By Patty Wilber
A horse that can “ground tie” stands in place, without eating, when you drop the reins or lead rope and say “whoa!”
This can be useful if, say, you are fixing fence on the prairie where there are no trees and you don’t feel like tying your trusty steed to a barbed wire fence.
Or maybe when you are packing out elk quarters and the trees nearest the kill are not so near.
Or if you keep entering horse show events like Ranch Versatility or Ranch Trail where they make you ground tie in the arena AS IF you’d actually use your gazillion dollar show horse on the prairie or hauling elk.
Oh wait, I would do that with my (gazillion dollar) show horses.
Unfortunately, none of mine ground tie.
I have never taught a horse to ground tie, so I looked on the amazing Internet. I checked out Cherry Hill, Lynn Palm, and Charles Wilhelm.
(I also phoned a trainer friend, but he hasn’t done ground tie training either. He suggested an Internet search for Corky Randal, trick horse trainer –who also happens to have passed away…)
So back to my first three.
Cherry Hill had detailed, clear (mainly), step by step instructions. She starts ground tie training with a hobbled horse in a round pen…but…
I want my horses to graze when hobbled and when ground tied I do not want them to snack, so, on to:
Lynn Palm. She had much more general directions, but I have used some of her ground work stuff before–went to a clinic of hers in College Station, TX (College Station, TX must be said with a drawl) in 1986 and I still think it was one of the best clinics I have ever attended.
Lynn is big on doing a new maneuver in a particular location until the horse gets it, then moving to a new spot. Her ground tie progression was stall, barn aisle, round pen, arena, field.
That seemed like a long time for a relatively simple (I am hoping it is simple) task.
Charles Wilhelm’s program was: go to an arena with your haltered horse on a 12 foot lead line. Set them up square (one foot at each corner of the body, essentially, like you would do for a halter class), say “Whoa!” and walk away. The horse will follow. Turn around, back them up vigorously, set them up, say “Whoa!”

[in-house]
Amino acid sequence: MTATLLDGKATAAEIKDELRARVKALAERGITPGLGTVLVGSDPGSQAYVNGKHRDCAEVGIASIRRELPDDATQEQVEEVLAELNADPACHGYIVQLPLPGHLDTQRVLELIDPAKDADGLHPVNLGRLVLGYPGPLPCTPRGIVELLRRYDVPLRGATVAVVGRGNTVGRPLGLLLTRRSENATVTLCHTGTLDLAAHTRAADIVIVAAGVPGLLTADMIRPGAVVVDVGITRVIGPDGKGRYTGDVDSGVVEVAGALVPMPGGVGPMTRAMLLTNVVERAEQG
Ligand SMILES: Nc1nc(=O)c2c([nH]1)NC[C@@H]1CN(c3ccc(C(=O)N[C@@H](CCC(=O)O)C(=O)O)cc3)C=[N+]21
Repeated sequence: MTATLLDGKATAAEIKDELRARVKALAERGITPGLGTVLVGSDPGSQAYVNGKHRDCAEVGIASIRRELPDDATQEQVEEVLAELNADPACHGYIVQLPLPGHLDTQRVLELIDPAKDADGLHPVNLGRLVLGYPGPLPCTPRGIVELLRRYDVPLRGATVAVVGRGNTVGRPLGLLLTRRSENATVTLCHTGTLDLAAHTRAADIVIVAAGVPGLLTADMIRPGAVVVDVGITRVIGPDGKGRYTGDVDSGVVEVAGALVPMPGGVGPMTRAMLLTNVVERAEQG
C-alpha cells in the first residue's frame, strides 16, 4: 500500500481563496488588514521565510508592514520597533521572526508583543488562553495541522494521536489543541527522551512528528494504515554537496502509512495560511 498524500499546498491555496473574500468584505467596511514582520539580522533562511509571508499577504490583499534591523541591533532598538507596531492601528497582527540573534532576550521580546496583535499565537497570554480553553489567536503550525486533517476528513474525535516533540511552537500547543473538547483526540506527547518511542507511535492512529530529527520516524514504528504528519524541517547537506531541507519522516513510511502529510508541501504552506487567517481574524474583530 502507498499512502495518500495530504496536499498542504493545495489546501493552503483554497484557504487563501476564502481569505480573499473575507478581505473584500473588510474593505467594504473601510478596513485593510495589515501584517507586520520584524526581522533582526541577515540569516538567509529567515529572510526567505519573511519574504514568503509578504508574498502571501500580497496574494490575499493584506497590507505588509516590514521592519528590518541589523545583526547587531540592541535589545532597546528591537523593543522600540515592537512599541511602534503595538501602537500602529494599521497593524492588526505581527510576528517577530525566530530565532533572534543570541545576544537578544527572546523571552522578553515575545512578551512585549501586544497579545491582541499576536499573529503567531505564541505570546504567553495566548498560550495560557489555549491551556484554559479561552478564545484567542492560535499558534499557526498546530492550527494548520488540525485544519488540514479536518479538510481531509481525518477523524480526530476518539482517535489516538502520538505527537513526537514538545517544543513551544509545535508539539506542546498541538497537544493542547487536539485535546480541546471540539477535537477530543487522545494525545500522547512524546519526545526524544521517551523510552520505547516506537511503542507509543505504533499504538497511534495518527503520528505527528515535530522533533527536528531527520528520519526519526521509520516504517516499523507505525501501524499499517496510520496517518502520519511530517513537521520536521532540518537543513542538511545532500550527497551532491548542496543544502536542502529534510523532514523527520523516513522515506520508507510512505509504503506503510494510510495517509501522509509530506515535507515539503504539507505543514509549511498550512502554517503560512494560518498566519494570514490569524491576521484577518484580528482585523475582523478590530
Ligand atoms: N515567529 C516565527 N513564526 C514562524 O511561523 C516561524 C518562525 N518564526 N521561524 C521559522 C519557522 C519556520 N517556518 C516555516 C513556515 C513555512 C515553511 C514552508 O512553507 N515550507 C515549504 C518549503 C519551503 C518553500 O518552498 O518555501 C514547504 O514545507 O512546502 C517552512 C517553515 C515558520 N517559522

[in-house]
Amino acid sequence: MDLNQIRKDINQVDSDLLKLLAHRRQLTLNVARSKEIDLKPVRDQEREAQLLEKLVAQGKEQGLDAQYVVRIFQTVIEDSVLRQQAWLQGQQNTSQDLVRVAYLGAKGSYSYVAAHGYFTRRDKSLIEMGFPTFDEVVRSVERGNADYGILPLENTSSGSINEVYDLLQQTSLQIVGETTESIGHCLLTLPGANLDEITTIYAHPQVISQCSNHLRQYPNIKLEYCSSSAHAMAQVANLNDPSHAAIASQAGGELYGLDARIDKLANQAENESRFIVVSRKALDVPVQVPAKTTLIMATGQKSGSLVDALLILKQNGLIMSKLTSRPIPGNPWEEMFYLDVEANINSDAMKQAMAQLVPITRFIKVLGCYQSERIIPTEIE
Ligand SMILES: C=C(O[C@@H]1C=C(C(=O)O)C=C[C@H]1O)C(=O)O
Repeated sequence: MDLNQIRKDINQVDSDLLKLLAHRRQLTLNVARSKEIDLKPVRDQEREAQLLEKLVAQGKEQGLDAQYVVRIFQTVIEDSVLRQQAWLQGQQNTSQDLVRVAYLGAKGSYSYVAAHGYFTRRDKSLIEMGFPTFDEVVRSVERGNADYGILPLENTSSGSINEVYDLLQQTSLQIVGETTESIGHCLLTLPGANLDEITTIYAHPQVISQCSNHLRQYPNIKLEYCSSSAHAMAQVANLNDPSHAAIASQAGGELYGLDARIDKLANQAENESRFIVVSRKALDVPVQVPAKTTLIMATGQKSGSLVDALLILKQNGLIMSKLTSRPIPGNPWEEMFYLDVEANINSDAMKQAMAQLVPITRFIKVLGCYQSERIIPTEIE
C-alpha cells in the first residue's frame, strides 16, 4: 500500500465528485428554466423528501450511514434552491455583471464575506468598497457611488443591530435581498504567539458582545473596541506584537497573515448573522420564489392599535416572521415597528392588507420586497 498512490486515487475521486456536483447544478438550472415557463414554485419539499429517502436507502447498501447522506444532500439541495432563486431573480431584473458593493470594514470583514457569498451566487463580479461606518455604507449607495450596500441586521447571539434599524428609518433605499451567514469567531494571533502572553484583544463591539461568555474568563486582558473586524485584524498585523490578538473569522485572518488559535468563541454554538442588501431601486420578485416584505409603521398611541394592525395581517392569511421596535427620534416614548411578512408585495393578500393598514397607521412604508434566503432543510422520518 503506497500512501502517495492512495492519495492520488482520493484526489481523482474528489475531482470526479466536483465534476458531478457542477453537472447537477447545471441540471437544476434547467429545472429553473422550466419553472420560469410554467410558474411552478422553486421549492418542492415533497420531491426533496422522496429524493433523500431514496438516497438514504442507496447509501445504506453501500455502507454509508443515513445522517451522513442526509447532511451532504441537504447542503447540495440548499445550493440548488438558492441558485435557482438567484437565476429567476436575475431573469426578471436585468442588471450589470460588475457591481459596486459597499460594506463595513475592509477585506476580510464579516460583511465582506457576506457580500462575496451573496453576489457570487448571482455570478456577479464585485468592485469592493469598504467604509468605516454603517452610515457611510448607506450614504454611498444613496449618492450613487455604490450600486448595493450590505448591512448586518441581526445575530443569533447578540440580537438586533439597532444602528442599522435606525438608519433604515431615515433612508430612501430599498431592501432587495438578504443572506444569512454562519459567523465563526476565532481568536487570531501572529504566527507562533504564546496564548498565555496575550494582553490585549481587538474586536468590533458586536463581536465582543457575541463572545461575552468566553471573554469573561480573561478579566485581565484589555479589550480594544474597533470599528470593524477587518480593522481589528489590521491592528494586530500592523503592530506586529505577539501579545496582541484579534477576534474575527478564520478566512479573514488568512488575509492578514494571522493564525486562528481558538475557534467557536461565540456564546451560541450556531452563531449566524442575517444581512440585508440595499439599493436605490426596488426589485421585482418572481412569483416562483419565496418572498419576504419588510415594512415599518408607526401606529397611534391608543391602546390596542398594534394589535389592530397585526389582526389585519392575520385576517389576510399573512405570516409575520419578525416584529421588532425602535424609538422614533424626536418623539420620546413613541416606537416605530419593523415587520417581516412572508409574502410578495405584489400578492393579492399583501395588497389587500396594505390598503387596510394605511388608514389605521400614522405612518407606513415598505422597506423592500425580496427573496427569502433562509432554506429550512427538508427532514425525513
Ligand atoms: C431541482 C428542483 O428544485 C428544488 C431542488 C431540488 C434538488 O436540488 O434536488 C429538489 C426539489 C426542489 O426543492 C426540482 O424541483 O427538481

Pretty soon they just stay there. Takes about four lessons.
Perfect–I am writing this on Monday, so by Friday morning I will post the blog while my horse is ground tied on the “lawn “outside. She can look in and I will be able to shout “Whoa!” through the double-paned argon-filled windows, and I am certain she will be as still as an ice cube in the freezer. Or will be eating.
I thought about conducting a training test. Lacey could be taught with Cherry Hill’s method, LT with Lynn Palm’s and Toots with Charles Wilhelm’s.
But then I figured that was not a fair test because Toots, who is the quietest and most compliant, will likely be the easiest to train, regardless of method.
Also, LT is bright but busy and Lacey has been on vacation for six weeks…
The “study” would have too many uncontrolled variables.
Fine, Charles Wilhelm, Toots, Lacey and LT will be at the mercy of your method, starting Tuesday.
Rode Toots (ok, sat on her) while I gave a lesson . Toots slept through most of that, head about six inches off the ground. Then I actually worked her. Finally, I tried ground tie training. Set her up, said,”Whoa!” and walked off about five feet. She drooped her head to her peanut roller height and nearly fell asleep.
UM??? It can’t be that easy. So, tried to walk a circle around her and then she did want to follow me. Reset (and not vigorously either). Went around her. Both directions. Toots: Not Moving.
Rode Lacey (second ride in six weeks) and she did NOT feel like a bomb with a lit fuse this time, so we even got to trot… Finished with the ground tie training. In contrast to Toots, I had to reset Lacey (vigorously) at least 15 times before she figured out that just standing there (with me a few feet away) was the easier thing to do. No walking around her today.
Forgot to try it with LT! Oops.
Toots, on the gravel, square and not moving.
Toots, on the weeds. Her head started dipping toward the those semi-palatable stalks, but a single verbal “Eenh!” stopped that.
Um, that was ridiculously perfect on Toot’s part.
LT, Lacey and Stetson hung around the gate the whole time I was playing with Toots. Lacey was watching.
So I got Lacey out.
Lacey, on the gravel, square and not moving.
Deja vu with a horse of a different color.
Lacey tried the “i can’t hold up my head” trick: too, and just like Toots, stopped on a single verbal reprimand.
That went sort of amazingly well.
Only had time for Toots.
Put her on the lawn in front of the computer window.
She ate the grass! Shouting through the window was wholly ineffective, so I opened it and shouted instructions to Mojo’s (the Fjord) Mom instead (she is a better listener than Toots) on how to tell Toots to keep her head up and greenery off her brain. Even with eating, Toots did not move her feet.
In about five tries, Toots had it, and stood patiently while I fiddle-farted around snapping pictures out the window!
Through the window.
Well, good on ya, Charles Wilhelm! That worked like a charm!
Now I guess I should try it on LT...that might produce a whole other story, possibly unfit for family consumption!
Regular practice will be needed to get ground tying all wrapped up, but if I fail to follow through, at least I can get the maneuver showable in Toots in just a few days!
I would probably be too chicken to try it while packing elk–but maybe next year after 12 months of practice!